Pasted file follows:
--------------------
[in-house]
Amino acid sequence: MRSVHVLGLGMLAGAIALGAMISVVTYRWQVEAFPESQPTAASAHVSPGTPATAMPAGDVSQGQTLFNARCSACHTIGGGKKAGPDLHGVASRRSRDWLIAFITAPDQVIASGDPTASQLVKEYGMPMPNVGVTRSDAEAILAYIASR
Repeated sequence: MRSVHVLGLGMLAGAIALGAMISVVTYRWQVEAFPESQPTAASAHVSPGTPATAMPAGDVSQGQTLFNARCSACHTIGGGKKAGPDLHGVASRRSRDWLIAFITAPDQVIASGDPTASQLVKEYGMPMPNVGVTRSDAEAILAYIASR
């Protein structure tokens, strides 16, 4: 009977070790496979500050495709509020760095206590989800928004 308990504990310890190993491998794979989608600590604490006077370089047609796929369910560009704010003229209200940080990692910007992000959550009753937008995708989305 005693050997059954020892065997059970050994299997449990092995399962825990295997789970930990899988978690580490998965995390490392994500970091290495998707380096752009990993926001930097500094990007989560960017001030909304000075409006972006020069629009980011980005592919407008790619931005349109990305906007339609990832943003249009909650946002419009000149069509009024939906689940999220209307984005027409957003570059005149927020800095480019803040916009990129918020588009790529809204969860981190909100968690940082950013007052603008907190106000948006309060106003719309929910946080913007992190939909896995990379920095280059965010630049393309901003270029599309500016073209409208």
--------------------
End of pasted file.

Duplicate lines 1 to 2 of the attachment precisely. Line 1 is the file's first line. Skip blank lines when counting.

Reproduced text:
[in-house]
Amino acid sequence: MRSVHVLGLGMLAGAIALGAMISVVTYRWQVEAFPESQPTAASAHVSPGTPATAMPAGDVSQGQTLFNARCSACHTIGGGKKAGPDLHGVASRRSRDWLIAFITAPDQVIASGDPTASQLVKEYGMPMPNVGVTRSDAEAILAYIASR